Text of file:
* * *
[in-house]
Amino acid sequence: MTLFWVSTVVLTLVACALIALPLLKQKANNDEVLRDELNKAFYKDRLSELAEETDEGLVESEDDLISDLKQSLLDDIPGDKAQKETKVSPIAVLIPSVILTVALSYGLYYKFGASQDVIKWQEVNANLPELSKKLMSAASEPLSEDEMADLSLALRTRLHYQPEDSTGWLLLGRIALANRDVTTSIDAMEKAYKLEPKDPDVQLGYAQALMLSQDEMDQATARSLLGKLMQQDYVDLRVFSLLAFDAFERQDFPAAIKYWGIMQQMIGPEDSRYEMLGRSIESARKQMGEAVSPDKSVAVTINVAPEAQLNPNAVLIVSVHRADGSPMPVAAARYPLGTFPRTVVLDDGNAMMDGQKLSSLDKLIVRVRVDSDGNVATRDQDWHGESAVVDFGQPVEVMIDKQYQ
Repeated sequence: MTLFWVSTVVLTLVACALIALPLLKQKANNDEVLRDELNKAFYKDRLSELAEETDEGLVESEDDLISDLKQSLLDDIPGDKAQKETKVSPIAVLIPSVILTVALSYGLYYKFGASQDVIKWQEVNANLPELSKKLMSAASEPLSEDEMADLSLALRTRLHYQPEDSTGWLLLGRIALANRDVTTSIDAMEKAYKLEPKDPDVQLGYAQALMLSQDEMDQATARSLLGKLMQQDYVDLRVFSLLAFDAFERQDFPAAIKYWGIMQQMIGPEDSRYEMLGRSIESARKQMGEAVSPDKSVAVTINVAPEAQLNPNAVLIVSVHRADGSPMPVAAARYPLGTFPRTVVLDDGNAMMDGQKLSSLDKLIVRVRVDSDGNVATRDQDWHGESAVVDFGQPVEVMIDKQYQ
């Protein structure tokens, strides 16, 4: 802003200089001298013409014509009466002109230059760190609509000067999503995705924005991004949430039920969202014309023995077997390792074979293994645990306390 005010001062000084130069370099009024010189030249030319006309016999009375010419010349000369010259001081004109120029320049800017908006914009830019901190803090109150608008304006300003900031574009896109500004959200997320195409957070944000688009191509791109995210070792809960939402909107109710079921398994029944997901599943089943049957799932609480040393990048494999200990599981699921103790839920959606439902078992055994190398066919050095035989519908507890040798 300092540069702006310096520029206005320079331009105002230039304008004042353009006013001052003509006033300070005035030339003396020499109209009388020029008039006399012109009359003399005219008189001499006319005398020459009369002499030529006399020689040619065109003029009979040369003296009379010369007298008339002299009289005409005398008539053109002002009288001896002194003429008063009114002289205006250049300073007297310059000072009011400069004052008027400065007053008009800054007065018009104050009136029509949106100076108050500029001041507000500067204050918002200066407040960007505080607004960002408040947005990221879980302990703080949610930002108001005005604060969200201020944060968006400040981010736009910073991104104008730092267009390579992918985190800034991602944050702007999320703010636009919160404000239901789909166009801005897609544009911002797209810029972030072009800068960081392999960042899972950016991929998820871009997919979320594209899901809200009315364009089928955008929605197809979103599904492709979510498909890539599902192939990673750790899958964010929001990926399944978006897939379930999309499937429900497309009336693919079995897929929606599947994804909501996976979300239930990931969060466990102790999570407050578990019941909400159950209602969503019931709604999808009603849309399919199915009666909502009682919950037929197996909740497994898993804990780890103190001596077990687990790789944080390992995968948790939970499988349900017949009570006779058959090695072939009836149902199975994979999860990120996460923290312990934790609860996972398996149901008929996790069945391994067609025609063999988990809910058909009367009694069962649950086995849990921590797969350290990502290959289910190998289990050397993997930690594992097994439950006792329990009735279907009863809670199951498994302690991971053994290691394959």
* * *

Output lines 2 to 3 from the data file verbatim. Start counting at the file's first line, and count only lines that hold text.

Amino acid sequence: MTLFWVSTVVLTLVACALIALPLLKQKANNDEVLRDELNKAFYKDRLSELAEETDEGLVESEDDLISDLKQSLLDDIPGDKAQKETKVSPIAVLIPSVILTVALSYGLYYKFGASQDVIKWQEVNANLPELSKKLMSAASEPLSEDEMADLSLALRTRLHYQPEDSTGWLLLGRIALANRDVTTSIDAMEKAYKLEPKDPDVQLGYAQALMLSQDEMDQATARSLLGKLMQQDYVDLRVFSLLAFDAFERQDFPAAIKYWGIMQQMIGPEDSRYEMLGRSIESARKQMGEAVSPDKSVAVTINVAPEAQLNPNAVLIVSVHRADGSPMPVAAARYPLGTFPRTVVLDDGNAMMDGQKLSSLDKLIVRVRVDSDGNVATRDQDWHGESAVVDFGQPVEVMIDKQYQ
Repeated sequence: MTLFWVSTVVLTLVACALIALPLLKQKANNDEVLRDELNKAFYKDRLSELAEETDEGLVESEDDLISDLKQSLLDDIPGDKAQKETKVSPIAVLIPSVILTVALSYGLYYKFGASQDVIKWQEVNANLPELSKKLMSAASEPLSEDEMADLSLALRTRLHYQPEDSTGWLLLGRIALANRDVTTSIDAMEKAYKLEPKDPDVQLGYAQALMLSQDEMDQATARSLLGKLMQQDYVDLRVFSLLAFDAFERQDFPAAIKYWGIMQQMIGPEDSRYEMLGRSIESARKQMGEAVSPDKSVAVTINVAPEAQLNPNAVLIVSVHRADGSPMPVAAARYPLGTFPRTVVLDDGNAMMDGQKLSSLDKLIVRVRVDSDGNVATRDQDWHGESAVVDFGQPVEVMIDKQYQ